The document outlining President Trump's phone call with Ukraine's president makes one thing clear: It is not a verbatim transcript of the discussion.
But why are presidential conversations documented in this way, when did the process start and why is it important?
“The mechanisms of government are so tremendously complex that the meetings and conversations the president has, have important implications across the range of government agencies,” said Ken Osgood, a professor of U.S. political and diplomatic history at Colorado School of Mines.
Over the course of Osgood’s career and research, he's read thousands of records of presidential conversations like the one released Wednesday. The notes can often help with things like follow-up conversations and correcting misquotations or mischaracterizations.
The fact that this conversation was released to the public is very rare, Osgood said. Most of these kinds of documents are classified, especially when it comes to foreign affairs.
The practice of taking notes on meetings between heads of state dates back to the birth of diplomacy, he said.
“But the idea of a semi-verbatim type of transcript is a more modern invention,” Osgood said. “We see it practiced with much more sort of systematic way during the second World War with Franklin Roosevelt.”
That marked the beginning of a more official, sophisticated way of documenting presidential conversations. Osgood described a scene in the basement of the White House where a team of note-takers sit, listening to phone calls, recording them accurately and checking their notes against each other. Those notes will then be sent up to senior officials who review the document that likely looks very similar to the one released Wednesday.
Back in FDR’s days, this process might have made a lot of sense, technology-wise. But in today’s age of high-quality voice recognition software that can spit out word-for-word transcripts, why still do it by hand?
“There are very good historical reasons and they all surround the presidency of Richard M. Nixon,” Osgood said. “Richard Nixon who almost recorded 4,000 hours of conversations of meetings. That process came to kind of bite him, so to speak, during the Watergate investigation.”
When all those tapes came to light, Osgood said it made no president after ever want to record anything.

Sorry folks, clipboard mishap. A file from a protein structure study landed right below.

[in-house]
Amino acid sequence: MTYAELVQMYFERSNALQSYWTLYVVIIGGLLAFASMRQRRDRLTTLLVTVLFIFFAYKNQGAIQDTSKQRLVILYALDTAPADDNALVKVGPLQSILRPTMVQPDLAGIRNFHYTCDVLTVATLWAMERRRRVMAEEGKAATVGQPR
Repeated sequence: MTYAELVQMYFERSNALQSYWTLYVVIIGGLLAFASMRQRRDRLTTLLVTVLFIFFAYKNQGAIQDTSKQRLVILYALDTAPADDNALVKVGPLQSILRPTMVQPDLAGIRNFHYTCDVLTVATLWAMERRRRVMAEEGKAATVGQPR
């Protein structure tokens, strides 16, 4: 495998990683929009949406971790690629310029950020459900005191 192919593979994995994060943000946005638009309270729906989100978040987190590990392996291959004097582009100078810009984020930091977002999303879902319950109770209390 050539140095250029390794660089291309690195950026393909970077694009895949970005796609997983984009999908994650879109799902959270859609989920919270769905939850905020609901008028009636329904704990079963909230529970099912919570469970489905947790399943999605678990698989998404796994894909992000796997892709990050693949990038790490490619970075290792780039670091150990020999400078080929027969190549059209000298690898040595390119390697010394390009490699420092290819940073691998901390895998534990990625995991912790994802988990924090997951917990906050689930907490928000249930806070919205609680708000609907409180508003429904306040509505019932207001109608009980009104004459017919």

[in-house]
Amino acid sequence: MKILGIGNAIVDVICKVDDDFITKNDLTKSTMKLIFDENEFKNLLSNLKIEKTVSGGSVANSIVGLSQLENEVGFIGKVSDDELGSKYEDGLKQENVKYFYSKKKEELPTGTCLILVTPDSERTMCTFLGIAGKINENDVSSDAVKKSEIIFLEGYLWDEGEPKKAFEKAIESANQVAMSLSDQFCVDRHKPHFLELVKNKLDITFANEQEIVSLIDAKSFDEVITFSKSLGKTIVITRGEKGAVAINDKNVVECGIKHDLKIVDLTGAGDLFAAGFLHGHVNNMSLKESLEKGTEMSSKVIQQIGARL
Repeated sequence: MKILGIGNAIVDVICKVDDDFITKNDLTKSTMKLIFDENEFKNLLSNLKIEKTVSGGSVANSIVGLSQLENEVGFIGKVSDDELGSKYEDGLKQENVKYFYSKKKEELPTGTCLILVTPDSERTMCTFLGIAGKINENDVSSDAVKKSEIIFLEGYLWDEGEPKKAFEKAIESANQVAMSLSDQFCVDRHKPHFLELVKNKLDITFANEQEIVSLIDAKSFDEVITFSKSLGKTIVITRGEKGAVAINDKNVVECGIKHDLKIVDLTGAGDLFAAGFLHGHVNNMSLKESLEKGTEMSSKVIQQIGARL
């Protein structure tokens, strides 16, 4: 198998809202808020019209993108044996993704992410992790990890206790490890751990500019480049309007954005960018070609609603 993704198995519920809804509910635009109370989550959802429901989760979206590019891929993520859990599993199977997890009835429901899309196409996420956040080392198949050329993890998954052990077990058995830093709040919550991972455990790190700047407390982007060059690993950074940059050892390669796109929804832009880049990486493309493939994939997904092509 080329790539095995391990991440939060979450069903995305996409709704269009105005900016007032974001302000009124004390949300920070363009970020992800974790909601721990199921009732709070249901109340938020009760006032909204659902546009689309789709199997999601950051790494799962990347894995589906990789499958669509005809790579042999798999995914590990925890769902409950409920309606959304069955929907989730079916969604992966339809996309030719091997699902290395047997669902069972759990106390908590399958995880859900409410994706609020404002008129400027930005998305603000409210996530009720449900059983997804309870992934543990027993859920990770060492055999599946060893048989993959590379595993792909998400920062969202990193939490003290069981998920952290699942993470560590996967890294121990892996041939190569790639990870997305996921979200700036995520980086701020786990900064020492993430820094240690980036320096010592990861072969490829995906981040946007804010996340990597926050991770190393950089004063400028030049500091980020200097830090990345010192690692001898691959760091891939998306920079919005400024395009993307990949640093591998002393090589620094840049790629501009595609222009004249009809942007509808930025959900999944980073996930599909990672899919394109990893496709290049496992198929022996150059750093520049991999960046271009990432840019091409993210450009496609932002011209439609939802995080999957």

The phone call between President Trump and Ukraine President Zelensky also struck Osgood as unusual in terms of how the conversation was set up. Osgood once worked as an intern at the state department (actually on the Ukraine desk, in fact), and he saw how a lot of calls were set up between heads of state.
“[These calls] are the product of extensive planning and preparation,” he said. “It is rare that a president just picks up the phone, right? And it’s not as if the world leader is just immediately sitting there by the phone waiting for a call from the president.”
Planning usually starts with someone on the National Security Council who has an issue they’d like the president to address, Osgood said. From there, a briefing is prepared that’s reviewed by many intelligence officials, the president is briefed and finally the phone call happens.
“In this case we see some parallels and some differences,” he said. “One parallel is if the whistleblower’s account is to be believed, there was indeed some preparation for this meeting...But we also know it’s outside normal policy channels. There’s very little evidence in the substance of the conversation or the whistleblower complaint that the president has a serious policy issue that the government wants him to investigate.”
And another big deviation from how things are normally done according to Osgood? Instead of diplomats or U.S. government officials laying the groundwork for this call, the planning seems to have initiated with President Trump’s personal lawyer, Rudy Guiliani.
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